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Project

Projecttitel: Oakleysound Discrete Ladder Filter  (DLF)

Status:IN BUILD

Startdate: 06/2019

Duedate: 07/2019

Manufacture link:  http://www.oakleysound.com/dlf.htm

source: oakleysound.com

The Oakley discrete ladder filter (DLF) is my reworking of the classic 1960's low pass filter module using the circuits from the 904A filter and CP3 mixer and combining them into one excellent sounding module. The module also features a drive control which allows you to heavily overdrive the filter circuit without producing a big change in output volume.

The audio signal pathway is almost all discrete components with a dual IC op-amp only providing the input and output signal processing for the drive control. Most of the transistors will need to be hand matched in pairs for a Vbe of +/-1mV. The frequency control circuitry is based around IC op-amp much like my other filter designs and is temperature stabilised.

Prior to entering the filter circuit, the audio signal passes through a clone of the CP3 mixer. This is true even in the 1U wide version of the module which only has the one input socket. The original CP3 module had two outputs, an inverted output and a non inverted output. Apart from the change in phase the two outputs sounded different when the input signal was particularly loud. The Oakley DLF has a front panel switch to select which of the input stage's outputs go on to the filter circuit. The DLF's input stage will start to clip at around +/-4V, but keeping the signal below this will ensure that the filter receives a clean signal.

The discrete low pass filter circuitry is also liable to distort when driven hard but does so in a less aggressive manner than the mixer. The DLF's drive control alters the input signal level so the filter will operate from clean to heavily overdriven. With variations in input level and drive level it is possible to utilise the overdrive characteristics of only the input stage, only the filter, or both for a really heavy sound.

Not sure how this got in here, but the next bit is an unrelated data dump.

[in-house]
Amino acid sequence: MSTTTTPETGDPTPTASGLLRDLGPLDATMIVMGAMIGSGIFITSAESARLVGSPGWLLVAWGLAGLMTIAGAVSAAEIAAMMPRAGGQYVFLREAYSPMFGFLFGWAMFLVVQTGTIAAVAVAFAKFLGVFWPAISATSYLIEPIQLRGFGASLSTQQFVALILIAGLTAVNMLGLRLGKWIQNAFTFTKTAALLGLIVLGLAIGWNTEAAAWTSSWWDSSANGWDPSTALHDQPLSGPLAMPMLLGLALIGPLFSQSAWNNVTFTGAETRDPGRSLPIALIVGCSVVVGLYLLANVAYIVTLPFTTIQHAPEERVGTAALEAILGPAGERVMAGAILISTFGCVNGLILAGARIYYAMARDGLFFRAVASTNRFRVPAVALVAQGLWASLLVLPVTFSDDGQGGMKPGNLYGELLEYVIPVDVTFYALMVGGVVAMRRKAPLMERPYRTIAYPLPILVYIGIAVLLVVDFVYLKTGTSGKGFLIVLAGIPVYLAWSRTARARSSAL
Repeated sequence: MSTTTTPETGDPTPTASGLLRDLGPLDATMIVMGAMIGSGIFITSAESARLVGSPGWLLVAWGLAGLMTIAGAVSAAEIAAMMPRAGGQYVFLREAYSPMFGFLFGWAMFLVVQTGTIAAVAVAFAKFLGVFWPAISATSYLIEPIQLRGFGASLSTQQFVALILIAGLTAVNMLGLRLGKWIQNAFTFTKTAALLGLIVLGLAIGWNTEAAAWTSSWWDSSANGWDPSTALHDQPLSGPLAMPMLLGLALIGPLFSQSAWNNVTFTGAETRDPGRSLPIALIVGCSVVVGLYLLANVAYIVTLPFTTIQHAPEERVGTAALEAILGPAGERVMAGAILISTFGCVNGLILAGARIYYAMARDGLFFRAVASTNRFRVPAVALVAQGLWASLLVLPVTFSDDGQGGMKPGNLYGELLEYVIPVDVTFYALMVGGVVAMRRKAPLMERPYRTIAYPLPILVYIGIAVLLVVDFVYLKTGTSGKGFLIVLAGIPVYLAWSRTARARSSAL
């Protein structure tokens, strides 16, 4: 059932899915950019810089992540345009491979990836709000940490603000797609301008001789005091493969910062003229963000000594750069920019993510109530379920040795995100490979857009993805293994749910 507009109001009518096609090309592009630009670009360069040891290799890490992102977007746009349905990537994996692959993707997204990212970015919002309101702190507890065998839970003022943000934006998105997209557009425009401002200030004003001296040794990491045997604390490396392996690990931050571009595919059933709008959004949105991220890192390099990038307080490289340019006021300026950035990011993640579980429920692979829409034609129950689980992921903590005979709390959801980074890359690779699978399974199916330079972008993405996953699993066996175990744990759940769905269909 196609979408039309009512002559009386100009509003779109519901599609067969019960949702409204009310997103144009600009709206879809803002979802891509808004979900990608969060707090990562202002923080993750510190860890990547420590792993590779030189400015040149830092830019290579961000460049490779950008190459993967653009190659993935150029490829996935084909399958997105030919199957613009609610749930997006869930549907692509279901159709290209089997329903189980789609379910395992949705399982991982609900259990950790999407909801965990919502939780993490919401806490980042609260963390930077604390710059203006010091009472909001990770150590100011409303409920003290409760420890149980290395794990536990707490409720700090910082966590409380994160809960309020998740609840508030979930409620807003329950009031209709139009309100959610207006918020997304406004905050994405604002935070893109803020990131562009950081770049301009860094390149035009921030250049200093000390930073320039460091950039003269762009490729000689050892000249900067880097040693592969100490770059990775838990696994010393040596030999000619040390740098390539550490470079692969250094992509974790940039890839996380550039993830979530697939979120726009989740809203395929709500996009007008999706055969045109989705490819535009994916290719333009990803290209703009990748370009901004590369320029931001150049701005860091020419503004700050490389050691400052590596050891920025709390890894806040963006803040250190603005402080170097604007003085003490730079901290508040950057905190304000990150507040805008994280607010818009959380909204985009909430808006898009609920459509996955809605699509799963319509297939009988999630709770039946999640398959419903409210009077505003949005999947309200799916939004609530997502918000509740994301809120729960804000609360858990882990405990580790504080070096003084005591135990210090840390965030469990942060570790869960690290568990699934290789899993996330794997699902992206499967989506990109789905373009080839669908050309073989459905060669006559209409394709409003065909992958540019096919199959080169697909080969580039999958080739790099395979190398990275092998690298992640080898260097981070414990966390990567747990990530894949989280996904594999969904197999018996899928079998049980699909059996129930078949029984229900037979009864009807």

The filter will self oscillate at high resonance. However, like the original module, the filter won't self oscillate below 100Hz. When the filter's cut-off frequency is swept at high resonance this limited resonance at low frequencies gives the filter a powerful sound.


The 1U 'Filter Core' format is our way of handling filter modules. Although the 1U module can be used as a filter module on its own, it is expected that users will make use of external mixers to control CV and audio levels going into the filter. In this way, you will be able to have a collection of space saving 1U filter cores that can be used with any generic mixer module. The popular Oakley Multimix (for CV and audio) and/or the Fourmix (for just the audio) are the perfect choices for such a mixer module.

For the 2U design three audio inputs are provided, all of which have their own attenuator. Three CVs can control the cut-off of the filter. One is fixed at 1V/octave and the other two have an input attenuator, one of which is a reversible attenuator.

The module accommodates either our standard Oakley/MOTM power header or a Synthesizers.com power header. Current consumption is approximately +80mA and -55mA.

The PCB is 89mm (deep) x 143mm (height). As with all Oakley projects the PCB is double sided with through plated holes, has tough solder mask both sides, and has bold component legending for ease of construction.



Userguide:

dlf2-um.pdf

Buildguide:

dlf2-bg.pdf

Frontpanels:

dlf-2u.fpd

dlf-c.fpd

Gallery: